How histograms changed the game for monitoring time series with Prometheus
Only the part about the past had to be cut due to time constraints. But I made a promise to resurrect my talk about the history of histograms and I kept my word.
Following the many examples of movie trilogies in popular culture, I positioned this talk as a prequel to my original PromCon EU presentation. The PromCon talk covers the important topic of what the Prometheus histograms can do well today and where there is still work to be done.
The prequel talk at FOSDEM describes how we got there and why. It’s an interesting archaeological dig into the Git log of the Prometheus open-source project, touching on not only how it started back in 2013 with its well-known counters and gauges. The presentation also covers how early versions of Prometheus offered summaries with precalculated quantiles to represent distributions.
But for precalculated quantiles, certain parameters have to be set during code instrumentation. They cannot be changed in hindsight. Even worse, precalculated quantiles cannot be aggregated later along the dimensions of your choice. Thus, summaries could not deliver on the first proverb from my Prometheus proverb collection: “Instrument first, ask questions later.”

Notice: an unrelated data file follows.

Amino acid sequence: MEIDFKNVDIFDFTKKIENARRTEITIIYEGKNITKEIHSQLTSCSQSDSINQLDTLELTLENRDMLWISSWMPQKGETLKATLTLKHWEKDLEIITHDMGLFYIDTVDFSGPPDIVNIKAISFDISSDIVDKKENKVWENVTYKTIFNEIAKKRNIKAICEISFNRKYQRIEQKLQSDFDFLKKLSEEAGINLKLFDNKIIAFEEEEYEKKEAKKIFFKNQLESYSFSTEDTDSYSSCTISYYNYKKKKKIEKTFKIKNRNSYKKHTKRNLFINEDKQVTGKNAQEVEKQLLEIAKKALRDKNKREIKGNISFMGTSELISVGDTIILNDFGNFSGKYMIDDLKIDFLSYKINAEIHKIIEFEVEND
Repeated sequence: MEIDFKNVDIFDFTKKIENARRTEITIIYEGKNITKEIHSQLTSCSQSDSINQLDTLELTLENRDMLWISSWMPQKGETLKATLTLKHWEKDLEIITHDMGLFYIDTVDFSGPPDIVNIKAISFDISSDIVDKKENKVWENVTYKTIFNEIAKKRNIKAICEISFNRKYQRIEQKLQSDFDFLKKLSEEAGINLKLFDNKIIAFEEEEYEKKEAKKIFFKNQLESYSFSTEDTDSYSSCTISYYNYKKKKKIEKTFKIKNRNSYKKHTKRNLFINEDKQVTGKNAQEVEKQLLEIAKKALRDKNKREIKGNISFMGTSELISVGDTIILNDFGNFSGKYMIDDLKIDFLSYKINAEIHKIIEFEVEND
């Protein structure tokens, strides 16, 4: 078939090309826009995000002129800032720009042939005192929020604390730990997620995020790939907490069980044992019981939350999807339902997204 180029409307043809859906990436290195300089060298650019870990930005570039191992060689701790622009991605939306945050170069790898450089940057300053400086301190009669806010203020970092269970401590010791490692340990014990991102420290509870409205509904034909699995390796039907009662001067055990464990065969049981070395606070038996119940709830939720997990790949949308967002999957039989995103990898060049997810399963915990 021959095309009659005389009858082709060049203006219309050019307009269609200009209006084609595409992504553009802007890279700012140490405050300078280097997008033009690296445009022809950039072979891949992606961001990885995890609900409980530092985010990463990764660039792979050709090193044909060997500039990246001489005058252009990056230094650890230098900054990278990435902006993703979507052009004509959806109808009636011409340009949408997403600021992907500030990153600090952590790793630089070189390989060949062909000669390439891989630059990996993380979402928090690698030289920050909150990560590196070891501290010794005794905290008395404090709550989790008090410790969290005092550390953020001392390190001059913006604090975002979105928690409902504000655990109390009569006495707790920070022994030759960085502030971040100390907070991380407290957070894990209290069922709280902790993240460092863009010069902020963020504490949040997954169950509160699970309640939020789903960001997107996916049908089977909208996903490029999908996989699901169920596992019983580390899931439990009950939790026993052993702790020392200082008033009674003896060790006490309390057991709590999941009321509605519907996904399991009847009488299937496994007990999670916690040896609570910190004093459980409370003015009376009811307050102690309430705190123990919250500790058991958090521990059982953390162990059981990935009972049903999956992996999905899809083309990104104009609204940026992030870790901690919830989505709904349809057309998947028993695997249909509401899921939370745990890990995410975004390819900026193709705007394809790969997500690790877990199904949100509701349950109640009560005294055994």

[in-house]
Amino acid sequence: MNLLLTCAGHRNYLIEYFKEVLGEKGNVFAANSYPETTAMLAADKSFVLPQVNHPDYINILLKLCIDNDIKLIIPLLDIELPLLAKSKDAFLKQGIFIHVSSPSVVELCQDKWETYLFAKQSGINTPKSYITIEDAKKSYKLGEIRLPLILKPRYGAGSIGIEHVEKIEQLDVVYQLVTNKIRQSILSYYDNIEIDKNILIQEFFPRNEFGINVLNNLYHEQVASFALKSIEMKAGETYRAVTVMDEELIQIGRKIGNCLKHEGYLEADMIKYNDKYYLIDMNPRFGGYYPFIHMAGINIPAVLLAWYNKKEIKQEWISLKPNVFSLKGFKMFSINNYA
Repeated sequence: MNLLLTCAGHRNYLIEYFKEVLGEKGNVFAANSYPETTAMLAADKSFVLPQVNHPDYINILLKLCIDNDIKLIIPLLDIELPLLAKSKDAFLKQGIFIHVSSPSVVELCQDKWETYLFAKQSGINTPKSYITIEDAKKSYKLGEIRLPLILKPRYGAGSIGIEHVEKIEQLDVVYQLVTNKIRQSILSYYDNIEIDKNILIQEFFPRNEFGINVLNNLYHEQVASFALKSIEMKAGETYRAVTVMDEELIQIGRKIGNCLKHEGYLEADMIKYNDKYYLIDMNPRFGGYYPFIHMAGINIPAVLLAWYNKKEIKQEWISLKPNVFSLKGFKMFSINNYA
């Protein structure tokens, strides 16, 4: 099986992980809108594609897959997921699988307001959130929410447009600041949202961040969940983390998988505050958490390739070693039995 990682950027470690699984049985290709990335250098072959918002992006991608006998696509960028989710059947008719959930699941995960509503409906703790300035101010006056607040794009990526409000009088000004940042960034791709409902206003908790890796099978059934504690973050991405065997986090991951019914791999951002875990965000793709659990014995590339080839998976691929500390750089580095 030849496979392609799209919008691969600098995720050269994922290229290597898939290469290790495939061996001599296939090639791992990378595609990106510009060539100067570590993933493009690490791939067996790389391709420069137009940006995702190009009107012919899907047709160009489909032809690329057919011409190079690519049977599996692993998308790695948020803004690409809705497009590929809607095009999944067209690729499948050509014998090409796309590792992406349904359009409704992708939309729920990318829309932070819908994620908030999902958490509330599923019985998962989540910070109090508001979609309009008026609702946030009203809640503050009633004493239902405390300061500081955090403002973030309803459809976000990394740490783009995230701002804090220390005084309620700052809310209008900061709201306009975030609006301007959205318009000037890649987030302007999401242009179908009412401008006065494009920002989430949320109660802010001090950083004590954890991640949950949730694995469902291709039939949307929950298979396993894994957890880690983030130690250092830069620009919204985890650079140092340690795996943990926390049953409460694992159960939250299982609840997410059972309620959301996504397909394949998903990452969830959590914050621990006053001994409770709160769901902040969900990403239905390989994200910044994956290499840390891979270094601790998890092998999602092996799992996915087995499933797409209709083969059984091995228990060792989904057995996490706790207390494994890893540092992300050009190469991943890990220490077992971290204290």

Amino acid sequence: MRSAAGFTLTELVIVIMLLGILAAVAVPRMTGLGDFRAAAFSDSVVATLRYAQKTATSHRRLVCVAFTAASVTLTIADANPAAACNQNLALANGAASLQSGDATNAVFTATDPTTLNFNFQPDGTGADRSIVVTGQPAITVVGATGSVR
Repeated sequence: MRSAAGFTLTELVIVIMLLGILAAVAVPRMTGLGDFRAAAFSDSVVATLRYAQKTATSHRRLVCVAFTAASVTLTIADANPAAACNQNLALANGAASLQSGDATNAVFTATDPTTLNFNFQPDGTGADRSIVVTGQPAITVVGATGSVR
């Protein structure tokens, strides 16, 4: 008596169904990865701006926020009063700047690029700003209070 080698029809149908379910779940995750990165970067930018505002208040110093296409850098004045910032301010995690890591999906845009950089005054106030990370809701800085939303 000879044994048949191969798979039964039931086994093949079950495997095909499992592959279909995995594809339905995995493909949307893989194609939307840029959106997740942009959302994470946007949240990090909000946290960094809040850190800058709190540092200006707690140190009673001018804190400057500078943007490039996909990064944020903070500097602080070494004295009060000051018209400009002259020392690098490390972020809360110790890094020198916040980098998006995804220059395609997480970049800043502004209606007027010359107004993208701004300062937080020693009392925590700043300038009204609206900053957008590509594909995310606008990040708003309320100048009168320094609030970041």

The introduction of histograms in 2015 solved a lot of those problems, but not all of them. The remaining issues were left there “by design." In other words, they are inherent to the way we designed histograms. (Those problems and possible future solutions to them are covered in the PromCon EU talk.)
The FOSDEM talk, however, highlights another set of problems – those that were created by historical design decisions somewhere else in the Prometheus universe that affected histograms in an indirect way. It’s reminiscent of a Shakespearean tragedy: These design decisions were so problematic for histograms, yet, on the other hand, they contributed substantially to the huge success and progress of Prometheus. Enter the seductively simple text format, the celebrated improvements of the Prometheus v2 release, and, last but not least, the standardization efforts of a Prometheus-like exposition format by the OpenMetrics project.
I hope you enjoy watching the talk, even with its tragic undertones. But I won’t leave you without a silver lining: I’m actively working on better histograms for Prometheus, which is precisely the title of my talk planned for KubeCon + CloudNativeCon Europe 2020. Because of the current COVID-19 pandemic that is forcing many companies to restrict employees to work from home, the conference is currently postponed until August. But that only means I’ll be able to present even more results from my research. Stay tuned for Episode III of the histogram trilogy!